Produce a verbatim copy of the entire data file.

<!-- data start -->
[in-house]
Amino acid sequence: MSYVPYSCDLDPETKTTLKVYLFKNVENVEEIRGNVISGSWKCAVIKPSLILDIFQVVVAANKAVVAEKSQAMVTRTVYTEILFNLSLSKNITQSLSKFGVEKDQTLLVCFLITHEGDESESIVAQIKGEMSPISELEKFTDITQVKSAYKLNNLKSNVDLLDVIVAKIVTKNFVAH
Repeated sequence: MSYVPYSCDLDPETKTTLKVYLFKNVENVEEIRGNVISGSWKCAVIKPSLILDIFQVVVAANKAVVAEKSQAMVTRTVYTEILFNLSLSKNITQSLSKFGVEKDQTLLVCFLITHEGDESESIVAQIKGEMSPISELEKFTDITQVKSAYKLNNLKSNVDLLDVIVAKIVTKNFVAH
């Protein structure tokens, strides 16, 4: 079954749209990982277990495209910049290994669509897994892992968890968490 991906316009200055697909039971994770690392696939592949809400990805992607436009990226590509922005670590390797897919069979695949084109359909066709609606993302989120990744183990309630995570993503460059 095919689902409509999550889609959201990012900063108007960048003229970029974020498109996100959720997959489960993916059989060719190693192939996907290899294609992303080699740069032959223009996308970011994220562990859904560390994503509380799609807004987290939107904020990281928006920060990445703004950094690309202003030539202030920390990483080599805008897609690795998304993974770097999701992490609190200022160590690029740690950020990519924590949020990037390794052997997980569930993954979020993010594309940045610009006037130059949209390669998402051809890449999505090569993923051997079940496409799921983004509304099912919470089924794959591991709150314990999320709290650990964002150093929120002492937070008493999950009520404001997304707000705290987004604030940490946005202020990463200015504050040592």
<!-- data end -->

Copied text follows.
[in-house]
Amino acid sequence: MSYVPYSCDLDPETKTTLKVYLFKNVENVEEIRGNVISGSWKCAVIKPSLILDIFQVVVAANKAVVAEKSQAMVTRTVYTEILFNLSLSKNITQSLSKFGVEKDQTLLVCFLITHEGDESESIVAQIKGEMSPISELEKFTDITQVKSAYKLNNLKSNVDLLDVIVAKIVTKNFVAH
Repeated sequence: MSYVPYSCDLDPETKTTLKVYLFKNVENVEEIRGNVISGSWKCAVIKPSLILDIFQVVVAANKAVVAEKSQAMVTRTVYTEILFNLSLSKNITQSLSKFGVEKDQTLLVCFLITHEGDESESIVAQIKGEMSPISELEKFTDITQVKSAYKLNNLKSNVDLLDVIVAKIVTKNFVAH
């Protein structure tokens, strides 16, 4: 079954749209990982277990495209910049290994669509897994892992968890968490 991906316009200055697909039971994770690392696939592949809400990805992607436009990226590509922005670590390797897919069979695949084109359909066709609606993302989120990744183990309630995570993503460059 095919689902409509999550889609959201990012900063108007960048003229970029974020498109996100959720997959489960993916059989060719190693192939996907290899294609992303080699740069032959223009996308970011994220562990859904560390994503509380799609807004987290939107904020990281928006920060990445703004950094690309202003030539202030920390990483080599805008897609690795998304993974770097999701992490609190200022160590690029740690950020990519924590949020990037390794052997997980569930993954979020993010594309940045610009006037130059949209390669998402051809890449999505090569993923051997079940496409799921983004509304099912919470089924794959591991709150314990999320709290650990964002150093929120002492937070008493999950009520404001997304707000705290987004604030940490946005202020990463200015504050040592």